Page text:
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With his uncanny ability to do accents and make almost any noise you can imagine, how on Earth does Winslow keep out of trouble? He has an enormous capacity to create mayhem in almost any situation.

“I’m very close to being in trouble,” he says with a laugh. “I have to resist doing a Russian accent while I’m in Bulgaria. I want to be able to leave the country in one piece.” He then launches into a monologue where a Russian talks to a Ukrainian who talks to a Turk who talks to an Englishman and I’m lost. Our interview is punctuated by sound effects, mechanical, natural, and musical, and characters and voices and interruptions until I’m dizzy and can’t write for giggling.

Winslow’s been banned from imitating the sound of flight attendant call buttons on planes. “They hear the call button but the seat number doesn’t show up on their panel, so they go up and down the aisles looking for who pressed it. It’s good for half an hour.

“I’m going to open the window,” Winslow says. “Nice view,” and I hear the sound of a sash window being raised and then the crashing of surf waves on the beach. Didn’t know Sofia was on the coast? “It is in my imagination,” he says.

Is Winslow preparing anything special for his Australian audiences? “I’m just working on that right now,” he answers. “I familiarise myself with what’s going on. Learn what those things are.” It’s not a big leap for him as he’s been here 20 times already during his decades-long career. He reckons he’s determined to meet with some lyre birds and teach them beat box. He’s also considering a visit to the casino to mess with the croupiers’ heads. With his stand-up show for MICF, The Man with 10,000 Voices, Winslow reckons for an hour he just wants to make people forget about paying their rent. It’s guaranteed.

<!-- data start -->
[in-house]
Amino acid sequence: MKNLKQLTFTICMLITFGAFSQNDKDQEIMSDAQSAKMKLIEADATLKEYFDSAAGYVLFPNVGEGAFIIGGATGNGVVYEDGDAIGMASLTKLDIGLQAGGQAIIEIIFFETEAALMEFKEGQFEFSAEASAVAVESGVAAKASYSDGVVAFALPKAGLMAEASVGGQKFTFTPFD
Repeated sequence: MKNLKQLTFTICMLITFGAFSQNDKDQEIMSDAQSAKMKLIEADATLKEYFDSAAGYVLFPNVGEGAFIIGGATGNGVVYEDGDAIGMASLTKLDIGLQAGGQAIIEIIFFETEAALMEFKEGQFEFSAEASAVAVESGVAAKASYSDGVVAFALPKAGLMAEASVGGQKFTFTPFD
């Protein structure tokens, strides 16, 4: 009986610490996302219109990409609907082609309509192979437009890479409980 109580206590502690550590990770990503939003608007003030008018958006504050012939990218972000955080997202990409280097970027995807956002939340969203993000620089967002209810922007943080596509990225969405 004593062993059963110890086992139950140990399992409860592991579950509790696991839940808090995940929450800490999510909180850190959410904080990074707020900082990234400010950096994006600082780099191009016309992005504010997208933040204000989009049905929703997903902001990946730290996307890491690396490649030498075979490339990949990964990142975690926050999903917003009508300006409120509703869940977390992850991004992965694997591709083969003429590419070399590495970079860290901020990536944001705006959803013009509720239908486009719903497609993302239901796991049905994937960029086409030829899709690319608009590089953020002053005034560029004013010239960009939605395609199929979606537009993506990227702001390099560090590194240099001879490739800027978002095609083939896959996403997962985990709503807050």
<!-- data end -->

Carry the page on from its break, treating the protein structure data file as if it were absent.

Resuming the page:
With the sort of success he enjoys, is there anything he still wants to do? “Some people have a bucket list; I have a barrel list,” he quips. “I want to make my own movies, video games, and children’s television. Technology has finally caught up to me. I can make things, get them out there, and compete with the big boys. The gratefulness is there,” he adds, about his life. “I’m still learning, still picking stuff up. My job is to listen.”

What’s the naughtiest trick he’s done with sounds? “I can’t tell you!” One thing he enjoyed was pretending to be a French waiter at a restaurant. When a couple ordered chicken he went out the back and imitated a chain saw and a chicken squawking in its death throes. “They were horrified; they ran out of the restaurant! I had to go and catch them, explain it was a candid camera situation. They came back and watched me do it to the next customer. It’s funny as all get up when it’s happening to someone else.”